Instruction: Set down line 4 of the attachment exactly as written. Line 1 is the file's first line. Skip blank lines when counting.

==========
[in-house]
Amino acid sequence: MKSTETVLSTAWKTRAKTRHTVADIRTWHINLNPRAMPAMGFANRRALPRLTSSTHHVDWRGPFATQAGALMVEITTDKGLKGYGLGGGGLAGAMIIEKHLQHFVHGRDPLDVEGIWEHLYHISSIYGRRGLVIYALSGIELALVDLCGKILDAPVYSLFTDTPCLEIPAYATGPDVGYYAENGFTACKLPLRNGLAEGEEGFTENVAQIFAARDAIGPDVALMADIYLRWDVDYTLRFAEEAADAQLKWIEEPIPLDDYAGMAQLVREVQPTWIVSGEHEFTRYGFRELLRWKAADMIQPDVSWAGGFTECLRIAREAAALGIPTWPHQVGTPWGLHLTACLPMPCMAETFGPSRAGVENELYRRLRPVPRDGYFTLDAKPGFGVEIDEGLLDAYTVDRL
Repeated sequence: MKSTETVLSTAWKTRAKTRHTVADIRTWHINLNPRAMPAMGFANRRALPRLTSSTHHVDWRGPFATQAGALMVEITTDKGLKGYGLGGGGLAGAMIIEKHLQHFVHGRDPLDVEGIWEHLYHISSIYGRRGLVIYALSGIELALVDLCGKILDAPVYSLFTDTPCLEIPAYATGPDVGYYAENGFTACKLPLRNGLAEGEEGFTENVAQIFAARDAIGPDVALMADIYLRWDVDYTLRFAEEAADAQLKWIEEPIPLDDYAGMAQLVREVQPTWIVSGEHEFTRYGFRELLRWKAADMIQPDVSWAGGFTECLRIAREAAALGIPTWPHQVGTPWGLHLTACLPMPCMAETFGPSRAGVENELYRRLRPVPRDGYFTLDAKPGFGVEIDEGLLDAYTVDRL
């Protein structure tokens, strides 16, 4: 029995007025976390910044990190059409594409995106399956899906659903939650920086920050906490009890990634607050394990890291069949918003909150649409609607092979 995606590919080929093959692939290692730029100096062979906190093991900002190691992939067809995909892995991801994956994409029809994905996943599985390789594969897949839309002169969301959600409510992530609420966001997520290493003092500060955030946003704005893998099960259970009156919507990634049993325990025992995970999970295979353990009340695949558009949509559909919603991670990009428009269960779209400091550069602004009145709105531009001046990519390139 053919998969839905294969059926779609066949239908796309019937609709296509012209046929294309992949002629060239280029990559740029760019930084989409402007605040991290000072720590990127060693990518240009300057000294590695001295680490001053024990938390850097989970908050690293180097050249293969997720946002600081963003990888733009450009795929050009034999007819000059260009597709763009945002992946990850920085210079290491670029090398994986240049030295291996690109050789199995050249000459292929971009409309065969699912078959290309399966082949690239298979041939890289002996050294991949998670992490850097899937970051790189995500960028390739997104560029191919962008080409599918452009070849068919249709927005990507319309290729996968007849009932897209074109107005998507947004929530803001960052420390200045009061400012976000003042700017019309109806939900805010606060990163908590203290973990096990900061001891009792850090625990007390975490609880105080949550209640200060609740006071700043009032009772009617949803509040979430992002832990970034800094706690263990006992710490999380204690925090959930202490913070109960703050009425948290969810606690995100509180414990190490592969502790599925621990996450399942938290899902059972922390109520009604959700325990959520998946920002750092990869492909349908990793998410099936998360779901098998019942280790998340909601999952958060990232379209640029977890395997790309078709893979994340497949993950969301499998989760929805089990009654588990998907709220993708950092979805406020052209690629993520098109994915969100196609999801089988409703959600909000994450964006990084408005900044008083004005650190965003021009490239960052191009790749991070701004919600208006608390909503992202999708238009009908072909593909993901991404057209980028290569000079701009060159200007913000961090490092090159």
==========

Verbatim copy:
């Protein structure tokens, strides 16, 4: 029995007025976390910044990190059409594409995106399956899906659903939650920086920050906490009890990634607050394990890291069949918003909150649409609607092979 995606590919080929093959692939290692730029100096062979906190093991900002190691992939067809995909892995991801994956994409029809994905996943599985390789594969897949839309002169969301959600409510992530609420966001997520290493003092500060955030946003704005893998099960259970009156919507990634049993325990025992995970999970295979353990009340695949558009949509559909919603991670990009428009269960779209400091550069602004009145709105531009001046990519390139 053919998969839905294969059926779609066949239908796309019937609709296509012209046929294309992949002629060239280029990559740029760019930084989409402007605040991290000072720590990127060693990518240009300057000294590695001295680490001053024990938390850097989970908050690293180097050249293969997720946002600081963003990888733009450009795929050009034999007819000059260009597709763009945002992946990850920085210079290491670029090398994986240049030295291996690109050789199995050249000459292929971009409309065969699912078959290309399966082949690239298979041939890289002996050294991949998670992490850097899937970051790189995500960028390739997104560029191919962008080409599918452009070849068919249709927005990507319309290729996968007849009932897209074109107005998507947004929530803001960052420390200045009061400012976000003042700017019309109806939900805010606060990163908590203290973990096990900061001891009792850090625990007390975490609880105080949550209640200060609740006071700043009032009772009617949803509040979430992002832990970034800094706690263990006992710490999380204690925090959930202490913070109960703050009425948290969810606690995100509180414990190490592969502790599925621990996450399942938290899902059972922390109520009604959700325990959520998946920002750092990869492909349908990793998410099936998360779901098998019942280790998340909601999952958060990232379209640029977890395997790309078709893979994340497949993950969301499998989760929805089990009654588990998907709220993708950092979805406020052209690629993520098109994915969100196609999801089988409703959600909000994450964006990084408005900044008083004005650190965003021009490239960052191009790749991070701004919600208006608390909503992202999708238009009908072909593909993901991404057209980028290569000079701009060159200007913000961090490092090159």